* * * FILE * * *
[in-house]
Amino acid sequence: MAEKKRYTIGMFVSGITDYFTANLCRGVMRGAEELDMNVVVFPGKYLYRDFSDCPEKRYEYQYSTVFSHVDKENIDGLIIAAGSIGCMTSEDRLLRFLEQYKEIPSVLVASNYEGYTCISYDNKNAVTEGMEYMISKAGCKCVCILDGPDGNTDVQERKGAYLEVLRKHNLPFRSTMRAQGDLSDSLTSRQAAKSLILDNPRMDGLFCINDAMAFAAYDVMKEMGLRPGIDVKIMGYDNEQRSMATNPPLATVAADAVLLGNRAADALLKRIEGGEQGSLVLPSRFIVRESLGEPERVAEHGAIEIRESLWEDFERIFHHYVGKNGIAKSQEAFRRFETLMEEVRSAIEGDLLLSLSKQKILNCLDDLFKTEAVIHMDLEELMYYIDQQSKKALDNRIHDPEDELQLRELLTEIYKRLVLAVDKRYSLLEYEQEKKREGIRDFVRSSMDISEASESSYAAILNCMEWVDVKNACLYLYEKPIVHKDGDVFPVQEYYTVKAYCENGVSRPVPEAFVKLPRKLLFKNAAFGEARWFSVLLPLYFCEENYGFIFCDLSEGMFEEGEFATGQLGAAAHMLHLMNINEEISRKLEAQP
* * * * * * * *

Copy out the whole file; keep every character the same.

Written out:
[in-house]
Amino acid sequence: MAEKKRYTIGMFVSGITDYFTANLCRGVMRGAEELDMNVVVFPGKYLYRDFSDCPEKRYEYQYSTVFSHVDKENIDGLIIAAGSIGCMTSEDRLLRFLEQYKEIPSVLVASNYEGYTCISYDNKNAVTEGMEYMISKAGCKCVCILDGPDGNTDVQERKGAYLEVLRKHNLPFRSTMRAQGDLSDSLTSRQAAKSLILDNPRMDGLFCINDAMAFAAYDVMKEMGLRPGIDVKIMGYDNEQRSMATNPPLATVAADAVLLGNRAADALLKRIEGGEQGSLVLPSRFIVRESLGEPERVAEHGAIEIRESLWEDFERIFHHYVGKNGIAKSQEAFRRFETLMEEVRSAIEGDLLLSLSKQKILNCLDDLFKTEAVIHMDLEELMYYIDQQSKKALDNRIHDPEDELQLRELLTEIYKRLVLAVDKRYSLLEYEQEKKREGIRDFVRSSMDISEASESSYAAILNCMEWVDVKNACLYLYEKPIVHKDGDVFPVQEYYTVKAYCENGVSRPVPEAFVKLPRKLLFKNAAFGEARWFSVLLPLYFCEENYGFIFCDLSEGMFEEGEFATGQLGAAAHMLHLMNINEEISRKLEAQP